Methinks it’s time for Prof. Jaede to refresh his understanding of the First Amendment.

The good news is that we’re almost to the end of President Obama’s second term as Divider-in-Chief. The bad news is that we’ll have another divider-in-chief if we elect Donald Trump. David Drucker’s article is worth the reading.

Drucker notes that Trump is known for “his vow to ‘bomb the shit out of’ the Islamic State,” though his policies are “very much like Obama — and Sen. Rand Paul.” Think of Trump’s statements about letting Putin bomb ISIS. Anyone with a brain in their head knew that Putin wasn’t interested in ISIS. Putin intervened in Syria to protect Bashar al-Assad, not to obliterate ISIS. Trump the Alpha Male, however, couldn’t admit that. That’d require him to admit he didn’t know the world like he insists he knows the world.

Take his recent statements about bombing ISIS’s oil fields. That’s when he said “I’d blow up the pipes. I’d blow up the refineries. I’d blow up every single thing. There would be nothing left. And you know what? You’d get Exxon to come in there in 2 months. You ever see how good these guys are? They’ll rebuild that sucker and it will be beautiful. And I’d ring it and I’d take the oil.”

Destroying a pipeline shouldn’t take more than a single plane. (It isn’t like ISIS has an air force.) After that’s done, ISIS would still exist. It wouldn’t be irreparably damaged. The only thing that’d happen is that President Trump would thump is chest and declare that he’d made America great again.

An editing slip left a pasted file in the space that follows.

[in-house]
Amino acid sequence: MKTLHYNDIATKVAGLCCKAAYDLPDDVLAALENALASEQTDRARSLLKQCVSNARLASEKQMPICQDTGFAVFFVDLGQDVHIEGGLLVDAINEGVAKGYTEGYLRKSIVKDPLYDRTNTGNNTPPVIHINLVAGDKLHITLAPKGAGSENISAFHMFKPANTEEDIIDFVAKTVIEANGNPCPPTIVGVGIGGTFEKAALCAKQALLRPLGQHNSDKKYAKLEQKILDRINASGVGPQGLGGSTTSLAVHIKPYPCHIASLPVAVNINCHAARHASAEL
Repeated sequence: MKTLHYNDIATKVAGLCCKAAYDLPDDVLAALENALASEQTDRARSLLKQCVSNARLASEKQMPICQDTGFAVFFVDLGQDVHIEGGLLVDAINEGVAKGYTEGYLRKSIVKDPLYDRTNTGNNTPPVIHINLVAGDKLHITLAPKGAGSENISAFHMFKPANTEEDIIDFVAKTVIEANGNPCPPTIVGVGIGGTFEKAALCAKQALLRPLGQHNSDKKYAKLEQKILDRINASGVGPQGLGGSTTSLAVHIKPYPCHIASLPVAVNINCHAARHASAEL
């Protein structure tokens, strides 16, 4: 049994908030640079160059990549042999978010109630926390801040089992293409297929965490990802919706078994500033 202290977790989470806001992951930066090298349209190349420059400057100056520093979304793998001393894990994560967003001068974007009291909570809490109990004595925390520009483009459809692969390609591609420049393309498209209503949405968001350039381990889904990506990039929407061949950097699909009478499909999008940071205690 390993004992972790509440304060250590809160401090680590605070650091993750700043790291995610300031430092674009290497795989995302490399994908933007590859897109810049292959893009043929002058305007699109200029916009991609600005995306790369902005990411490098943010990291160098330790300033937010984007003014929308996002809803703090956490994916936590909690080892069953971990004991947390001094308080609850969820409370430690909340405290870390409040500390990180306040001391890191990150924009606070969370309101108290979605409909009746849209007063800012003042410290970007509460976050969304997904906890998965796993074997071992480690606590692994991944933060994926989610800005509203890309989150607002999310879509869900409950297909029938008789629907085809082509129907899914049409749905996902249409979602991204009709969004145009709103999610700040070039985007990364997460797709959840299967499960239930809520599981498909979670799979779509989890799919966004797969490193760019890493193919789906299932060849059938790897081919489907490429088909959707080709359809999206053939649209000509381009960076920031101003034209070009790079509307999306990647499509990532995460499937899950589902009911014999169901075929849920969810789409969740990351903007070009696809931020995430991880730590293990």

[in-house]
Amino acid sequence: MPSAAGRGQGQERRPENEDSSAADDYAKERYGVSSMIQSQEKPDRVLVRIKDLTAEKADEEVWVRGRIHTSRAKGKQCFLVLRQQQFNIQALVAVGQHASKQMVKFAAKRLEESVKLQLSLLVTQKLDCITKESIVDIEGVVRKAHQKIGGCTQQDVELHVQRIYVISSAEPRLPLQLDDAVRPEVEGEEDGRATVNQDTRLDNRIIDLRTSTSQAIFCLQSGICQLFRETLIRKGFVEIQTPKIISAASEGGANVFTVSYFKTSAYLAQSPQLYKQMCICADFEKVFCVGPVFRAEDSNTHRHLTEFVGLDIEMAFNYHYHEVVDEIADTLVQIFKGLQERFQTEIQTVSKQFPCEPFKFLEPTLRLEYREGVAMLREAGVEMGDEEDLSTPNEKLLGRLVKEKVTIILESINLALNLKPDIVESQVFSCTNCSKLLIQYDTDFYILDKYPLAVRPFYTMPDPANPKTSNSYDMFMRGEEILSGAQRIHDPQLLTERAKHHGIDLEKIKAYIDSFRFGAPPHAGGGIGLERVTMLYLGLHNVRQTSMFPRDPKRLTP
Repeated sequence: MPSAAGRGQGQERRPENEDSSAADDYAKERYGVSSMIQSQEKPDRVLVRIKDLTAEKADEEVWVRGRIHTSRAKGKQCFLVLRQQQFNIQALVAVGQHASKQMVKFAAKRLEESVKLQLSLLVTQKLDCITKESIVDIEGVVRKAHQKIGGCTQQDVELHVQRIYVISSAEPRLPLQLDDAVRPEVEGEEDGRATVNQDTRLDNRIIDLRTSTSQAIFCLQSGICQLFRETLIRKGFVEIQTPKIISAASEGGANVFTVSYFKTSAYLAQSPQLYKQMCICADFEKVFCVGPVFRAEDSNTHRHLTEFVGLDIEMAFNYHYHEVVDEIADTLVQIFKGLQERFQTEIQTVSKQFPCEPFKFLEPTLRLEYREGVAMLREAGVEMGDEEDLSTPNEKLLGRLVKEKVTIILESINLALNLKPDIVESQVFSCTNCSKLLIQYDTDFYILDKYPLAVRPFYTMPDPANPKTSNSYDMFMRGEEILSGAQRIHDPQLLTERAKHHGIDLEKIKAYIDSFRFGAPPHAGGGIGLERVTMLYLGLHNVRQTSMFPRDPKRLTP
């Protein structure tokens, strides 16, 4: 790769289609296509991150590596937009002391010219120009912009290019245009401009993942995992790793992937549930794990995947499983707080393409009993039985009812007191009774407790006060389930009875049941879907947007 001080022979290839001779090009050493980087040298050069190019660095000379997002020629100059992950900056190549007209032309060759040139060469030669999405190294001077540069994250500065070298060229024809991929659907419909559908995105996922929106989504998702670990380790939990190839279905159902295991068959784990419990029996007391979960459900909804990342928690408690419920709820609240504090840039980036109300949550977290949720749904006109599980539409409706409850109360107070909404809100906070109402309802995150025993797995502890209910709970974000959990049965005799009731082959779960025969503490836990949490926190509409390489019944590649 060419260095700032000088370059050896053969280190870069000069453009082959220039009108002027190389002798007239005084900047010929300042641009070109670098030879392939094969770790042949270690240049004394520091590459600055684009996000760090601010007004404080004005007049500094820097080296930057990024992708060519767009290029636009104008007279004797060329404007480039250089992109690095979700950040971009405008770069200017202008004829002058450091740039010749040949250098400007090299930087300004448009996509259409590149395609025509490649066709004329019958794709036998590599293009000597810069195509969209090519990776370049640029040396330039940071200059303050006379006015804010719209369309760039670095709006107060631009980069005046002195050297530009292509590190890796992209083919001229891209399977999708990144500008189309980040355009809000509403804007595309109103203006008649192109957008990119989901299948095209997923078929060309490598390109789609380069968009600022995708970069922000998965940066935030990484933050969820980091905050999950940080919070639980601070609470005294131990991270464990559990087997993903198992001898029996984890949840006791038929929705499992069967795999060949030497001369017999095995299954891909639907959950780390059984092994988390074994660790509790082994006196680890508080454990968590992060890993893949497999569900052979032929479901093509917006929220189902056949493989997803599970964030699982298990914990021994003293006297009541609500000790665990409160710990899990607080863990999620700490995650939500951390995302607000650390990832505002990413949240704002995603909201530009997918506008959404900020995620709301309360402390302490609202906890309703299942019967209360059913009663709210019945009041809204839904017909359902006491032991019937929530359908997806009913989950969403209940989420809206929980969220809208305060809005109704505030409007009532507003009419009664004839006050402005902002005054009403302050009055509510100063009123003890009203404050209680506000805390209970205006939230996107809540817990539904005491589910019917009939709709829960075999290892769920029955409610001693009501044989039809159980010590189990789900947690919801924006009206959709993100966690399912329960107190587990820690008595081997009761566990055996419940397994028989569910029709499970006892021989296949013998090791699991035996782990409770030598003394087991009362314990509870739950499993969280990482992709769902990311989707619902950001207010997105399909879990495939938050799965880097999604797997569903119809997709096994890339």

The American people, apart from Trump’s true believers, would know that Trump’s rhetoric would outdistance his accomplishments by a country mile. If a reporter questioned whether he’d actually accomplished anything, it’s more likely that Trump would pull that reporter’s press pass than giving a thoughtful, detailed explanation to the reporter.

There’s no getting around this fact. A Trump presidency would be another term for another divider-in-chief. We’re trying to get rid of the divider-in-chief we’ve got. We certainly don’t need another narcissistic divider-in-chief.

It’s clear that the DSCC will do everything possible to defeat Ron Johnson, (R-WI). Unfortunately for them, Russ Feingold is known for just one thing: the BCRA, aka McCain-Feingold. Russ Feingold is half of the dimwitted duo that wanted to restrict people’s ability to voice their worries about politicians during an election cycle. Let’s highlight that.